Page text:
Andrew Selley: No-deal Brexit preparation
With Brexit uncertainty still rumbling on as the drama within Westminster unfolds, FWD’s chairman discusses the preparation needed for a potential no deal and the support wholesalers are being given – whatever the resolution
The new government’s firm commitment to leaving the EU on 31 October demonstrates that the food distribution sector’s investment in preparing for a worst-case scenario no-deal Brexit has been necessary. Even if [at the time of press] there’s a slim chance a deal may be reached or another extension will march us up the hill only to march us back down again, we needed to act.
This time there has been welcome recognition from government of the likely impact on food supplies if the UK moves overnight to WTO trading terms and tariffs. We’ve seen the announcement of Operation Kingfisher, a programme to help businesses cope with potential cash-flow problems, and FWD has joined other trade associations in calling for a Hardship Fund to protect supply to vulnerable people and the community groups that support them.
At Bidfood, we’ve spent the past few months working with our core-range suppliers to assess their level of preparation, flagging any availability issues with stock sourced from or through the EU. We’ve established a risk level, taking into account how critical the product is, shelf-life and seasonal considerations, the likely level of tariffs and the availability of alternatives. From this, we’re able to build contingency stocks of core range within our existing estate and additional storage space.
In the remaining weeks before the deadline, I believe the wholesale sector’s collective effort should go into ensuring our supplier partners are ready for November. All goods arriving into the UK from Europe will be classified as imports, meaning they must be customs cleared, with all duties and excise paid by each supplier. With the government looking to minimise delays at ports as far as possible, we must assist as much as possible by adhering to the new rules.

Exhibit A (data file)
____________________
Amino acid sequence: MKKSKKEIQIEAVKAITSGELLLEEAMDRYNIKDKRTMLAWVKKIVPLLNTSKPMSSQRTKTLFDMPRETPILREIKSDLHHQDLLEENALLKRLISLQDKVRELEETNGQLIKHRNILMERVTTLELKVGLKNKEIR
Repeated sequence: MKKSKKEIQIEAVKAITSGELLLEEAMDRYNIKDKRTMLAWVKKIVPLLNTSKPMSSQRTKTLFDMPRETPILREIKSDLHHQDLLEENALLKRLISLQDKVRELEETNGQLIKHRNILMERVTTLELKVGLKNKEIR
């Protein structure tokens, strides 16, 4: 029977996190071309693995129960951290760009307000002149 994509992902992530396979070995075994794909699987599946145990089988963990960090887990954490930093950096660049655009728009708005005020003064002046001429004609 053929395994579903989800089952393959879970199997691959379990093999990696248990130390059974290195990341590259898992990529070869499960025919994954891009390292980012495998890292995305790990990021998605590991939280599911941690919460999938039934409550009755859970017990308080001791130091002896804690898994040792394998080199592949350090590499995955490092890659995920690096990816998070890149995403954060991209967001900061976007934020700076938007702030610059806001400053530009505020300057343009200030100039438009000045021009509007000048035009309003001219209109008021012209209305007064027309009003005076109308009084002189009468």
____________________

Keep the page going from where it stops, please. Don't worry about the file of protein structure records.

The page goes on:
All importers will require an EORI number, as they already do for non-EU imports, and UK VAT registration. Those based outside the UK will need a UK office or agent. They will also need to send a letter to formally “empower” their logistics partner to act as a “customs representative”, determine the value of goods for customs declarations and check there are no additional restrictions or licences on the movement of their products outside the EU. For imports that are controlled, they may need to register with the appropriate body or adopt new systems, such as the IPAFFS, which will replace the TRACES system for animal products.
We’ll be asking suppliers to consider where all their ingredients are sourced from and ensure they understand what pinch points there may be in their supply.
Changes to products also need to be taken into account – will legislation changes or supply impacts mean suppliers need to review the inputs to products?
For both suppliers and wholesalers, there are plenty of government and industry resources to aid preparation. FWD recommends the Technical Notices at gov.uk, which can be filtered by business type, and the Brexit hub at brexitfoodhub.co.uk that was put together by food chain trade associations.
If we do go to WTO rules at the end of October, I think we can all agree there will be a period of disruption that will severely challenge our established processes. How long that disruption lasts will depend to a large degree on how prepared we are as a sector for all the eventualities that may confront us, and I urge wholesalers and suppliers alike not to waste this limited time.